In Parliament every Question Time, the same question is asked of the PM by Simon;
“Does she stand by all her Government’s statements, policies, and actions?”
For context – Question Time is constructed of twelve pre-published primary questions to Ministers, each followed up by numerous supplementary questions (which aren’t known in advance).
The purpose of pre-publishing the primary questions is to allow the minister to come prepared to answer it in detail. And they are expected to do so. But a broad primary question (like Simon Bridges’ standard one) doesn’t allow preparation, so detailed answers are not expected.
Forcing detailed answers to detailed questions is a key way Parliament exercises oversight over the government. General primary questions let the government skate over the detail.
So why do it, and why do it day after day, after day?
There are four possible reasons for these tactics:
The follow-up questions are meant to follow on from the primary question. A general primary question allows the supplementary questions to cover a wide range of topics rather than be restricted to the topic of the primary question.
That’s useful if you plan to ask questions about three or four different policy areas. But that scattergun approach doesn’t give you much opportunity to drill down – and you can’t expect specifics. And also, both Simon Bridges and Paula Bennett’s supplementaries sometimes stick with one topic. So The Scattergun is possibly sometimes the reason, but not always.
Primary questions have to be delivered to the Clerk of the House by 10:30 on the morning of each sitting day.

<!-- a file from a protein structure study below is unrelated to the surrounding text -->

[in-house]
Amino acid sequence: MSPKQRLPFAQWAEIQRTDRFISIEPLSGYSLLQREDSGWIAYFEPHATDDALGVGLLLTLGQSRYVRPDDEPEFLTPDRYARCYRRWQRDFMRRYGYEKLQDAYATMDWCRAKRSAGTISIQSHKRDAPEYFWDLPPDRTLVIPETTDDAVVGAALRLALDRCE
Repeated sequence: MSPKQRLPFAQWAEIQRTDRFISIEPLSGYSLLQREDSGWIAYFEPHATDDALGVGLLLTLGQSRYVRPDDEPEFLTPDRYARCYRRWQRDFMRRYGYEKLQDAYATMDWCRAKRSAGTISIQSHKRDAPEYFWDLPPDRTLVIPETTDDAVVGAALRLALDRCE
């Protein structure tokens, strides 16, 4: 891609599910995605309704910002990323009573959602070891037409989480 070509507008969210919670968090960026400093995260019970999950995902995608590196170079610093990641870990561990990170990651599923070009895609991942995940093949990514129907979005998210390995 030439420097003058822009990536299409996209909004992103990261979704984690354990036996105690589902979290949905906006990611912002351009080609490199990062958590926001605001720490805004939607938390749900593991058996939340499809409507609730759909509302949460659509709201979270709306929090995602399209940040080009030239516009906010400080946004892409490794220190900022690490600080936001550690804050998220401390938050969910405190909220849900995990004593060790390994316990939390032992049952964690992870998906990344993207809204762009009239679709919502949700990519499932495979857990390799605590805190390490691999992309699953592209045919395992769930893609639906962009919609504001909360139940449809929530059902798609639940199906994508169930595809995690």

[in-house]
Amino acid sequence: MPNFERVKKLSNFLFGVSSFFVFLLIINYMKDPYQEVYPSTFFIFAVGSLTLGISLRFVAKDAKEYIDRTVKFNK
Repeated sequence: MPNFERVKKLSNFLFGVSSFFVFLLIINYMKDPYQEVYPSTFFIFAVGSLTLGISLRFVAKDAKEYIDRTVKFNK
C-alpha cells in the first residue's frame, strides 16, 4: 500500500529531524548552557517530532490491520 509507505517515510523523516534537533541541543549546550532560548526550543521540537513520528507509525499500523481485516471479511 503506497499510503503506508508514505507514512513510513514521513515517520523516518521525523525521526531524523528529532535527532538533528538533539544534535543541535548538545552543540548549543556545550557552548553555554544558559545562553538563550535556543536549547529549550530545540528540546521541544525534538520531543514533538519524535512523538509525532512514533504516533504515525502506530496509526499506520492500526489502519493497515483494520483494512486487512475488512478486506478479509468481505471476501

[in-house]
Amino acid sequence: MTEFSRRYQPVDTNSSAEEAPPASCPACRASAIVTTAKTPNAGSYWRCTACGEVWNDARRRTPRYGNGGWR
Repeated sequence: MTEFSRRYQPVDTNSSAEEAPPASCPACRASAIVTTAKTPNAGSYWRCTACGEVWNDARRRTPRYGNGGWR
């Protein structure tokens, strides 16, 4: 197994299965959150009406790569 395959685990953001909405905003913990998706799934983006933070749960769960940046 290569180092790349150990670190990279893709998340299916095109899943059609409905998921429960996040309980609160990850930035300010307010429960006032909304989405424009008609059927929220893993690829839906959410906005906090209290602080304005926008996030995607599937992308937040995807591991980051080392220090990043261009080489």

Asking an identical primary question every day allows you wait until Question Time begins at 2pm to confirm your focus of attack – which might be useful if major events are unfolding (uncommon). The questions are seldom based on breaking news, so this tactic is not the reason.
That leaves just two options, and it is likely one or both of these.
The Jab and Duck
Jacinda Ardern is good at answering questions. Her responses can turn defence into offence. A key reason for this is strong preparation.
One way to blunt her effectiveness is by limiting her ability to prepare. This works because a prime minister’s responsibilities are vast, including the actions and purviews of all of the other ministers. It’s not possible to prepare for all eventualities.
Recent Question Times showed the impact of preparation. On a Tuesday, Simon Bridges asked a number of supplementary questions about transport projects and received solid answers but there was no clear winner.
But on Wednesday he tried the same broad attack in his first follow-up. The Prime Minister had come prepared. She triumphantly read through a list of projects so long the referee (the speaker) had to intervene.
In tacit defeat, the Leader of the Opposition asked no further supplementaries.
Telegraphing attacks only leads to strong counter-punches, so it’s best to hide your punches.
Winning the Post Match
This final tactic focuses on how the exchanges can be portrayed in social media. It has political rather than parliamentary aims.
If you ask very general primary questions you prevent your opponent from preparing properly. That means you get lots of answers to the more specific supplementary questions along the lines of ‘if you warn me of the topic I can come prepared to dance or more specifically ‘if the member wants to put a question on notice I’d be happy to answer it’.
So you get sparse answers but you also get a lot of video of the Prime Minister declining to or being unable to answer. And then you have ammunition to suggest they are uninformed, incompetent or bumbling.
Yesterday Simon asked the PM what transport projects her Government has started.
She could only name one: a slow tram down Dominion Road. And she didn’t know when they’d start it. Labour is failing to deliver on transport.
From RNZ politics